Mary Ann Uribe Scholarship Essay
By Carl Azuz, CNN
(CNN) It’s not a new debate by any stretch, but a renewed effort - and court case - are putting it back in the spotlight. Some of California’s African-American and Latino students are hoping a federal appeals court will allow public universities to consider race when admitting new students.
Affirmative action in California’s public agencies has been banned for 16 years.
In Proposition 209, voters decided that race shouldn’t be a deciding factor. The 9th U.S. Circuit Court of Appeals upheld Prop 209 in 1997, and the California Supreme Court has upheld it twice.
But the issue is back in front of the 9th U.S. Circuit Court for several reasons. Civil rights advocates who want the ban overturned point to a pair of cases: A 2003 U.S. Supreme Court ruling allowed law schools to consider race in admissions, and a 2011 federal appeals court ruling overturned Michigan’s ban on considering race in higher education. California’s Democratic governor, Jerry Brown, supports the effort to overturn Prop 209; during the last legal battle, the state’s Republican governor, Pete Wilson, supported the ban.
The latest California case was filed on behalf of dozens of African-American and Latino students. Many of them argue that the high schools they attended didn’t adequately prepare them for the admissions standards of California’s university system. They believe that allowing affirmative action will increase their numbers on state campuses.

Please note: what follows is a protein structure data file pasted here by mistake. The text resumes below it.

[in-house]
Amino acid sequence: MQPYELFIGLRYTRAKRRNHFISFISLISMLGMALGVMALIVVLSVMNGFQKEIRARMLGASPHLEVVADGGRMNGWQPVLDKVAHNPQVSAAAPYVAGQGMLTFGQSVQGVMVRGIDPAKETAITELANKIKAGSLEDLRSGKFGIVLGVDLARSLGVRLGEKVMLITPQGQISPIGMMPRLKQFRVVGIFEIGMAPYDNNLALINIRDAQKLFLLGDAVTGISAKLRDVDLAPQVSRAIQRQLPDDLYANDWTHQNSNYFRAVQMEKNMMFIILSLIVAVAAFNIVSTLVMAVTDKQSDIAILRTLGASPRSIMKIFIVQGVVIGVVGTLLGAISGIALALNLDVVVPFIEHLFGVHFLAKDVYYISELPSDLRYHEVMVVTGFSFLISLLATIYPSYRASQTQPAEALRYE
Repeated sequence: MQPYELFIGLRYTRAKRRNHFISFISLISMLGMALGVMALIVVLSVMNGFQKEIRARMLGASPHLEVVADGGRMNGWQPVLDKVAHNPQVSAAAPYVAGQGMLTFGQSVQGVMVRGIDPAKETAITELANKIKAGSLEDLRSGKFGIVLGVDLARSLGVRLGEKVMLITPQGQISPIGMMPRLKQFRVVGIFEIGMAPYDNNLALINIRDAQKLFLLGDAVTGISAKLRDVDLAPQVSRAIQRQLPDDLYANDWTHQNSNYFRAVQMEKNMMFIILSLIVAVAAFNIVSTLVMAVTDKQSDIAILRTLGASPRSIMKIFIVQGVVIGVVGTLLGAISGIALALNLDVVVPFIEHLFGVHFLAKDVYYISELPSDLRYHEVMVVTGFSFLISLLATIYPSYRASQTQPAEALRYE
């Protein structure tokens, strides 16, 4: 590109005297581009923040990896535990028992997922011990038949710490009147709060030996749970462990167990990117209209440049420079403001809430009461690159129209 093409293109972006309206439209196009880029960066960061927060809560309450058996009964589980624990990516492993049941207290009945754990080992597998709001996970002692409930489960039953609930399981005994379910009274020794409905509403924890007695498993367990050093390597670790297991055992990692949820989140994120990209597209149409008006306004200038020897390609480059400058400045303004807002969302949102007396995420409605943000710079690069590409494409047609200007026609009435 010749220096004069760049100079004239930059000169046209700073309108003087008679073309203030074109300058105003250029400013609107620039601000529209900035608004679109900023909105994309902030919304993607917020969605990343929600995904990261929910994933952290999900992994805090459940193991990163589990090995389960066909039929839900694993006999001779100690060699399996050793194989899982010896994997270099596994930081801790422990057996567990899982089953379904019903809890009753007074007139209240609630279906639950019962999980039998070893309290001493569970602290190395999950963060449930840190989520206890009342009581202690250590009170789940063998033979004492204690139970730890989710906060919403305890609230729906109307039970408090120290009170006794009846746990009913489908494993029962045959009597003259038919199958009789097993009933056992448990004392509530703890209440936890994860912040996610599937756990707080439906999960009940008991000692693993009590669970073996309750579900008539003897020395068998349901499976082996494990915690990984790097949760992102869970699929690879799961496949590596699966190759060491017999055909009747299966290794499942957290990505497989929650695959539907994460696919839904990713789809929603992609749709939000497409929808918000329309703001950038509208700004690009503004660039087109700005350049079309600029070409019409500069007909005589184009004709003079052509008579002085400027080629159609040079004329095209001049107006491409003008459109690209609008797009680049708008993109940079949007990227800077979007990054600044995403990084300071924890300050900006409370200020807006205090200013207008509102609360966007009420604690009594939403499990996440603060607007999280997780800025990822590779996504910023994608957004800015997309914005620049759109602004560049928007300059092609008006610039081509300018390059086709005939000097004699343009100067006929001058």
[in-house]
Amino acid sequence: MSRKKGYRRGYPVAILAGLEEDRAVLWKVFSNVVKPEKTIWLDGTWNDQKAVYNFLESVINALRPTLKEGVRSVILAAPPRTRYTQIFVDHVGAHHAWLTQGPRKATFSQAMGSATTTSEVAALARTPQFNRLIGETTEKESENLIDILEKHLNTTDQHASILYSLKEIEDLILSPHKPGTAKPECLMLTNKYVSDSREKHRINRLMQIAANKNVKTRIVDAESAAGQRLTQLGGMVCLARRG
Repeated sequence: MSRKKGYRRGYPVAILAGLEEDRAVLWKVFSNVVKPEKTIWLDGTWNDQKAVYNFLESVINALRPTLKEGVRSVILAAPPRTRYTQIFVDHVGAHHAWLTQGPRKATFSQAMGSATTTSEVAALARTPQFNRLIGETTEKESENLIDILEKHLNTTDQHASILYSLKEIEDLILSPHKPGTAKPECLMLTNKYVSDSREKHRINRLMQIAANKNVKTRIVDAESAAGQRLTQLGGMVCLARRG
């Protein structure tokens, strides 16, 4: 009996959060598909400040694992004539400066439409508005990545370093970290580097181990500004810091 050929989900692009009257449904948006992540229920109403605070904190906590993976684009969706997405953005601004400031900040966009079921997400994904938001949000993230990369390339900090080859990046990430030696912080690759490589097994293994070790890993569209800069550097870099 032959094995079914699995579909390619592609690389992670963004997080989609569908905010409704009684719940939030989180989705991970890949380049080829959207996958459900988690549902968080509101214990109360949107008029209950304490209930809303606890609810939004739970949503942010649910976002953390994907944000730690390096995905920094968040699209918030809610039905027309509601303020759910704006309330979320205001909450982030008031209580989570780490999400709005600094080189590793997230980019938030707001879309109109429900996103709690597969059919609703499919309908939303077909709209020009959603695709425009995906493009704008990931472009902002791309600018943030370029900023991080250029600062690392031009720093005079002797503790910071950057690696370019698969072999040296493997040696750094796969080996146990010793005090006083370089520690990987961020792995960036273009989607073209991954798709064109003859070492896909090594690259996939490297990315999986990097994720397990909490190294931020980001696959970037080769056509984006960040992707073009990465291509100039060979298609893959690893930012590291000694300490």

But Asian-Americans, another minority, are well represented at some California universities. At the University of California Berkeley campus, for example, 43% of 2010 undergraduates were Asian, while 33% were white. At UCLA, the number of Asian-American undergraduates enrolled last fall exceeded the number of non-Hispanic whites by almost 1,500 students. Those who don’t want race to be a factor in college admissions could argue that if affirmative action is unnecessary for some minority groups, how can the law be changed to legally benefit others?
It’s possible that the U.S. Supreme Court could have the last word on this. If an appeals court in Michigan says race can be a factor there, but a court in California says it cannot, it may take the nation’s top justices to resolve the dispute.
Texas mother MaryAnne Uribe was awarded a $25,000 scholarship by the adult website Pornhub after submitting a video essay detailing how she has helped others. (MaryAnn Uribe)
MaryAnn Uribe, dropped out of high school and for years struggled to complete her education. Life, the 48-year-old Texas mother said, got in the way.
She decided on a whim in late October to jumpstart her mid-life journey to a college degree by applying for a scholarship she heard about from a radio station: A $25,000 offer from an X-rated adult website called Pornhub.
Now Uribe, who recently finished a two-year program at a community college in San Antonio, will seek a bachelor’s degree from Alabama’s Troy University with the help of the scholarship money.